My question is--how does a site closing constitute a resignation on my part?

                      They asked you if you were going to be there in the fall.

                      You said you could not commit to being there in the fall.

                      They took that as a No. Quite honestly, so would I have done.

                      Also, the site was closed for an extra two weeks after the already two-week break, and I was not personally informed of that (noticed the site closing in a schedule sent to everyone), resulting in a an extra two weeks wages lost. Is that legal?


                      Yes. Perhaps not the most professional way of doing things, but not illegal.
                      The above answer, whatever it is, assumes that no legally binding and enforceable contract or CBA says otherwise. If it does, then the terms of the contract or CBA apply.

                      Comment


                      • #12
                        Thanks again....

                        Thanks. The thing is, I may have wanted to let the summer ride out and then decide about the job in the fall (although I did not in this case). Also, openings for other sites are constantly posted and I may have wanted to keep an eye out for one of those. I do not feel I resigned in total as a teacher because one site closed and I did not commit to a site that may not even open in the fall (depends on funding). Maybe for "paperwork reasons", which I am not privy to, I had to officially resign from that particular site. Still seems an odd way of doing things. Thanks again.



                        Originally posted by cbg View Post
                        My question is--how does a site closing constitute a resignation on my part?

                        They asked you if you were going to be there in the fall.

                        You said you could not commit to being there in the fall.

                        They took that as a No. Quite honestly, so would I have done.

                        Also, the site was closed for an extra two weeks after the already two-week break, and I was not personally informed of that (noticed the site closing in a schedule sent to everyone), resulting in a an extra two weeks wages lost. Is that legal?


                        Yes. Perhaps not the most professional way of doing things, but not illegal.

                        Comment


                        • #13
                          I can still see them taking it as a resignation when you said you could not commit to being there (at their site) in the fall. It was your decision to wait & see if something else came available.
                          Too often we underestimate the power of a touch, a smile, a kind word, a listening ear, an honest compliment, or the smallest act of caring, all of which have the potential to turn a life around. Leo Buscaglia

                          Live in peace with animals. Animals bring love to our hearts and warmth to our souls.

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                          • #14
                            Thanks for responding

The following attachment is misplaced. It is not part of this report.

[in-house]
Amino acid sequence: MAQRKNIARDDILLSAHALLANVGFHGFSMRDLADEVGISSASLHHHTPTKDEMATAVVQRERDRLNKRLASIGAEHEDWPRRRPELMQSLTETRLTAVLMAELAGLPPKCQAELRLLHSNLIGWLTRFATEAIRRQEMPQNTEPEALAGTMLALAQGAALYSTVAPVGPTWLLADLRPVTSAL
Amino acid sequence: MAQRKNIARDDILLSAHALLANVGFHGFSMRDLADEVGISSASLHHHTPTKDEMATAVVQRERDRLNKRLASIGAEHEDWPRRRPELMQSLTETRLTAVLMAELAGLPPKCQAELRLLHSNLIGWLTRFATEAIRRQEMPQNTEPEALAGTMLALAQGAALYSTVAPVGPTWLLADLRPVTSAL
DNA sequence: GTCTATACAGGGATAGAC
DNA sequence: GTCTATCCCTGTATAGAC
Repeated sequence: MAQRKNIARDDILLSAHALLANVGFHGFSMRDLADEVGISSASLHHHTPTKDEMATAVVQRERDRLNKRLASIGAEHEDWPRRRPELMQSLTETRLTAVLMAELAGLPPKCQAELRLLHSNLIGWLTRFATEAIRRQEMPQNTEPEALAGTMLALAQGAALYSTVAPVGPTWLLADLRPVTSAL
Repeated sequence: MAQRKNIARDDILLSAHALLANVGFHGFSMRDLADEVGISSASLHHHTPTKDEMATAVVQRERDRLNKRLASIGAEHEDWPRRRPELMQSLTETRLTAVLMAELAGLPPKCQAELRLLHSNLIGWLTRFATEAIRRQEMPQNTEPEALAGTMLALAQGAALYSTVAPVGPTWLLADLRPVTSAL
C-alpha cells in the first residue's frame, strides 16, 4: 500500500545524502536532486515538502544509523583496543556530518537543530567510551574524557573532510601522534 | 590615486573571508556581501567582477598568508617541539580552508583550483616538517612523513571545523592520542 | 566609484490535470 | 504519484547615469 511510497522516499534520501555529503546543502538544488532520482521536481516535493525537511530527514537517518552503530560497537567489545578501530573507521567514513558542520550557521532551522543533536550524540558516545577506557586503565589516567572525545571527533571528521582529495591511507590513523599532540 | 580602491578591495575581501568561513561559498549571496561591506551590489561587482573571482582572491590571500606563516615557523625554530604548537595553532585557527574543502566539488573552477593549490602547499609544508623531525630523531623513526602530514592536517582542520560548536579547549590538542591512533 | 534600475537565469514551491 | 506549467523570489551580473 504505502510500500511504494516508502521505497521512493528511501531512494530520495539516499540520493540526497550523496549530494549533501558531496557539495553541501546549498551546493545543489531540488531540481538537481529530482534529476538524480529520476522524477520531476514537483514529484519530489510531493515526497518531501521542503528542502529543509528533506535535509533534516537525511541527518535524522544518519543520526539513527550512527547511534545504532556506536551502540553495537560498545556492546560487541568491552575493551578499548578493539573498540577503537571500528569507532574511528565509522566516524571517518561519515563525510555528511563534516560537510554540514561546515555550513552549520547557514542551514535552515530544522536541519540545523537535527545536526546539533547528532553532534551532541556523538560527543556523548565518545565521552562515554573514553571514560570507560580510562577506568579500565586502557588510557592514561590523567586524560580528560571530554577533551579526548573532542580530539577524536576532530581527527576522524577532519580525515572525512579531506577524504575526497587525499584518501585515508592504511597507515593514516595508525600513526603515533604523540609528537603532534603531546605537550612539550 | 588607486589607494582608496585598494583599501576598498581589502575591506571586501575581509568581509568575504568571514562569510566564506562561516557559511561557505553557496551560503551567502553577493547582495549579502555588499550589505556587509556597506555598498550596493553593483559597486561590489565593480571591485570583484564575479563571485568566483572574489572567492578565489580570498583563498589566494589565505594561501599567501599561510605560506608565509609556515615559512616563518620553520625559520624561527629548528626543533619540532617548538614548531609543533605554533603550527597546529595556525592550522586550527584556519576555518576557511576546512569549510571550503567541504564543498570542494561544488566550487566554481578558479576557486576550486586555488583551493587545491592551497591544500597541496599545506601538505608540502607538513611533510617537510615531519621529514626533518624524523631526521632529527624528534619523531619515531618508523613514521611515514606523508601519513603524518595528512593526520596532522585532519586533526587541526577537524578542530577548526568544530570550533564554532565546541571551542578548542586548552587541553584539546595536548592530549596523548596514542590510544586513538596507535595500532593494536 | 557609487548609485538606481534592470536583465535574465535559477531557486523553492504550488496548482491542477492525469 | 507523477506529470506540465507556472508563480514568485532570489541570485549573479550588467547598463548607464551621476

Yes, apparently that is the case...

                            Thank you for responding. --Kathy




                            Originally posted by Betty3 View Post
                            I can still see them taking it as a resignation when you said you could not commit to being there (at their site) in the fall. It was your decision to wait & see if something else came available.

                            Comment


                            • #15
                              I'm a little late to the party but as a teacher, you are not entitled to either minimum wage nor must you be paid on a salary basis in order to be considered exempt.

                              Teachers are exempt if their primary duty is teaching, tutoring, instructing or lecturing in the activity of imparting knowledge, and if they are employed and engaged in this activity as a teacher in an educational establishment. Exempt teachers include, but are not limited to, regular academic teachers; kindergarten or nursery school teachers; teachers of gifted or disabled children; teachers of skilled and semi-skilled trades and occupations; teachers engaged in automobile driving instruction; aircraft flight instructors; home economics teachers; and vocal or instrument music teachers. The salary and salary basis requirements do not apply to bona fide teachers. Having a primary duty of teaching, tutoring, instructing or lecturing in the activity of imparting knowledge includes, by its very nature, exercising discretion and judgment.

                              And your employer does not have to wait and see if you feel like working this fall. They need to either find a teacher, which can take weeks, or count on you being there. Keeping them on the fence because you are waiting to see if a better deal comes along is not acceptable for 99% of employers. They gave you a chance to be employed and you essentially declined. They moved on, which is what I'd expect them to do. Ask if you are able to reapply in the event that an opening you do want comes available.
                              I post with the full knowledge and support of my employer, though the opinions rendered are my own and not necessarily representative of their position. In other words, I'm a free agent.